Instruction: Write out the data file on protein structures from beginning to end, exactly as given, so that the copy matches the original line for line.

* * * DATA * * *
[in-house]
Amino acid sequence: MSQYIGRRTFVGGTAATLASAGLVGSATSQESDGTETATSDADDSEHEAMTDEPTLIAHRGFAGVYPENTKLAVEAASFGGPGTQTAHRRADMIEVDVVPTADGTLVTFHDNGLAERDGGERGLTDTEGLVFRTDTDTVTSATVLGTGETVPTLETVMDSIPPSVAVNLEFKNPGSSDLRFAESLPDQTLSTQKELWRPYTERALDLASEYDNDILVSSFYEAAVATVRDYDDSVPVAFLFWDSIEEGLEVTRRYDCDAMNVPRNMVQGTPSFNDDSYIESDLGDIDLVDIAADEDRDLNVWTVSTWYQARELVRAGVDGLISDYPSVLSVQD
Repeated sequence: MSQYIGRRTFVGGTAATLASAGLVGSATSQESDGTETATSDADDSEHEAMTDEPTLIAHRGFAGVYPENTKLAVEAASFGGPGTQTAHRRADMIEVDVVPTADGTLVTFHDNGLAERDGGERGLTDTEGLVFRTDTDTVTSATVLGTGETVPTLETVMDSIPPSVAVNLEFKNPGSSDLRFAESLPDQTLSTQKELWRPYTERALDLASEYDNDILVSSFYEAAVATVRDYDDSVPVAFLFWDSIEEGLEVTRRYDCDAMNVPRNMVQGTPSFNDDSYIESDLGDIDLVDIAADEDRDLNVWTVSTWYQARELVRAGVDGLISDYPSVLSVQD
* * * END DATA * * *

[in-house]
Amino acid sequence: MSQYIGRRTFVGGTAATLASAGLVGSATSQESDGTETATSDADDSEHEAMTDEPTLIAHRGFAGVYPENTKLAVEAASFGGPGTQTAHRRADMIEVDVVPTADGTLVTFHDNGLAERDGGERGLTDTEGLVFRTDTDTVTSATVLGTGETVPTLETVMDSIPPSVAVNLEFKNPGSSDLRFAESLPDQTLSTQKELWRPYTERALDLASEYDNDILVSSFYEAAVATVRDYDDSVPVAFLFWDSIEEGLEVTRRYDCDAMNVPRNMVQGTPSFNDDSYIESDLGDIDLVDIAADEDRDLNVWTVSTWYQARELVRAGVDGLISDYPSVLSVQD
Repeated sequence: MSQYIGRRTFVGGTAATLASAGLVGSATSQESDGTETATSDADDSEHEAMTDEPTLIAHRGFAGVYPENTKLAVEAASFGGPGTQTAHRRADMIEVDVVPTADGTLVTFHDNGLAERDGGERGLTDTEGLVFRTDTDTVTSATVLGTGETVPTLETVMDSIPPSVAVNLEFKNPGSSDLRFAESLPDQTLSTQKELWRPYTERALDLASEYDNDILVSSFYEAAVATVRDYDDSVPVAFLFWDSIEEGLEVTRRYDCDAMNVPRNMVQGTPSFNDDSYIESDLGDIDLVDIAADEDRDLNVWTVSTWYQARELVRAGVDGLISDYPSVLSVQD